Historical-whodunit maven Perry (No Graves As Yet, 2003, etc.) completes her World War I series with an old case and a new murder.
War is winding to a close, but the casualties are still high. And so the Reavley siblings are back at work: Chaplain Joseph has returned to the front, doing what he can to comfort the few remaining men of his hometown Cambridgeshire regiment. Ambulance-driver Judith is facing a future in which a competent, independent woman may not be valued. And intelligence officer Matthew gets word that the arch-villain they’ve nicknamed “The Peacemaker” may at last be unmasked. This development, which will solve the killing of the Reavleys’ parents back in the first of this series, sends Matthew scurrying up to Joseph’s Flanders post, where a high-ranking German ally of the Peacemaker, a British traitor, is supposed to give himself up. But the timing is bad for a German looking to surrender with honor—and state secrets. With victory on the horizon, Joseph is seeing the subtler emotional costs of war, as honorable men become brutish, beating up prisoners and, perhaps, raping and killing an Army nurse. This crime involves all three siblings. Judith lies to provide an alibi for a friend. Joseph uncovers a similar crime closer to home. Then, Matthew is suspected, before blame is passed on to the German officer who has turned on the Peacemaker. Could this be a last play by the unknown traitor to protect his identity? Perry here focuses on the lasting effects of the first total war. In her world of moral ambiguity, even good guys do bad things.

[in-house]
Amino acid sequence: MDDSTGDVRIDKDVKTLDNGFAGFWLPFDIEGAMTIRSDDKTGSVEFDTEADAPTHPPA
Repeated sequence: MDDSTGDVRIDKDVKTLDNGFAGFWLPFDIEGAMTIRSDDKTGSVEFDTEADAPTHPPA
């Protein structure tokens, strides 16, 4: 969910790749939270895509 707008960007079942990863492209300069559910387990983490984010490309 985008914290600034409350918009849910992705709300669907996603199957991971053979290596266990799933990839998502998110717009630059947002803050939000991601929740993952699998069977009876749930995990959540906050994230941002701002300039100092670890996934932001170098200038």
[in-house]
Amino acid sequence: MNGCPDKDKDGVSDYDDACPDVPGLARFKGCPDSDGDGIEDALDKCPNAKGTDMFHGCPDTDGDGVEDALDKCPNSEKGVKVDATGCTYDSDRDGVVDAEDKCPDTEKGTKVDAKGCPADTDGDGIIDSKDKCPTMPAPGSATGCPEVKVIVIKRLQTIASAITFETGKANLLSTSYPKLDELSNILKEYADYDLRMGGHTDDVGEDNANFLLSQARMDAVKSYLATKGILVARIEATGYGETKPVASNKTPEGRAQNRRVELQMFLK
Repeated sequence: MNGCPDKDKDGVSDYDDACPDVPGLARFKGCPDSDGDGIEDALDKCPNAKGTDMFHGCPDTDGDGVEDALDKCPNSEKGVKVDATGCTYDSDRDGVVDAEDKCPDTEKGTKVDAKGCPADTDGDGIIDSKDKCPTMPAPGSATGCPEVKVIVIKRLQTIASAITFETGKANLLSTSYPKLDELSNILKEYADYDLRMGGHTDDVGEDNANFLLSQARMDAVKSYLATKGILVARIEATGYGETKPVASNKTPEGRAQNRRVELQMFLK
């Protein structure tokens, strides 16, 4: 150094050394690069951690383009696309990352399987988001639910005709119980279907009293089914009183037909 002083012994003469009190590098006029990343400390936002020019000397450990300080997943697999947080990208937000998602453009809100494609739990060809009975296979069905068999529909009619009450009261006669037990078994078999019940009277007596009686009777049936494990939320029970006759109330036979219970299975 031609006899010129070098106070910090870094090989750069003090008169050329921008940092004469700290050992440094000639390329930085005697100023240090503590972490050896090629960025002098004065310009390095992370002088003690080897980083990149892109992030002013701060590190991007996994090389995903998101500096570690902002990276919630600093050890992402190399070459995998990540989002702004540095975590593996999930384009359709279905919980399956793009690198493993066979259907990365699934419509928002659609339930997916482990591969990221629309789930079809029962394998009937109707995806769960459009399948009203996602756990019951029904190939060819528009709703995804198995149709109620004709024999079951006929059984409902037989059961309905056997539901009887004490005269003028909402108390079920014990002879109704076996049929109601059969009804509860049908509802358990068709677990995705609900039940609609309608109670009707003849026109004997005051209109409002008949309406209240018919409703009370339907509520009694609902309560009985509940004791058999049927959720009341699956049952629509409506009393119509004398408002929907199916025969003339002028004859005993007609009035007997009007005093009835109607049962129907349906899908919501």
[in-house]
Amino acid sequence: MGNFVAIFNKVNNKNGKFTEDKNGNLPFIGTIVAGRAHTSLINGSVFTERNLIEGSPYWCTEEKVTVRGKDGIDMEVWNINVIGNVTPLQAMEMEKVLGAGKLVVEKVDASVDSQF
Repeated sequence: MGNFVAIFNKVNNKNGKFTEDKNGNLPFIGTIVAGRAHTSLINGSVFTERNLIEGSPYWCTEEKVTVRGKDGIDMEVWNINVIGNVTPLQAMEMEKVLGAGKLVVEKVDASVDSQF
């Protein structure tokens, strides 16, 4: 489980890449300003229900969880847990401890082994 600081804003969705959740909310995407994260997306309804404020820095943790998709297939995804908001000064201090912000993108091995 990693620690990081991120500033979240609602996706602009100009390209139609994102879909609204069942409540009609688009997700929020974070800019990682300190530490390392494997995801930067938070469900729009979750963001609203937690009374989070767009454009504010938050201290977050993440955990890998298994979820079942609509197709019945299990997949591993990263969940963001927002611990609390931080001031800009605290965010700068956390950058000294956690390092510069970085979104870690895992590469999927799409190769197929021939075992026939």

This moving mystery focuses more on the message than the murder, but it brings one of history’s pivotal times back to life through sharp period detail.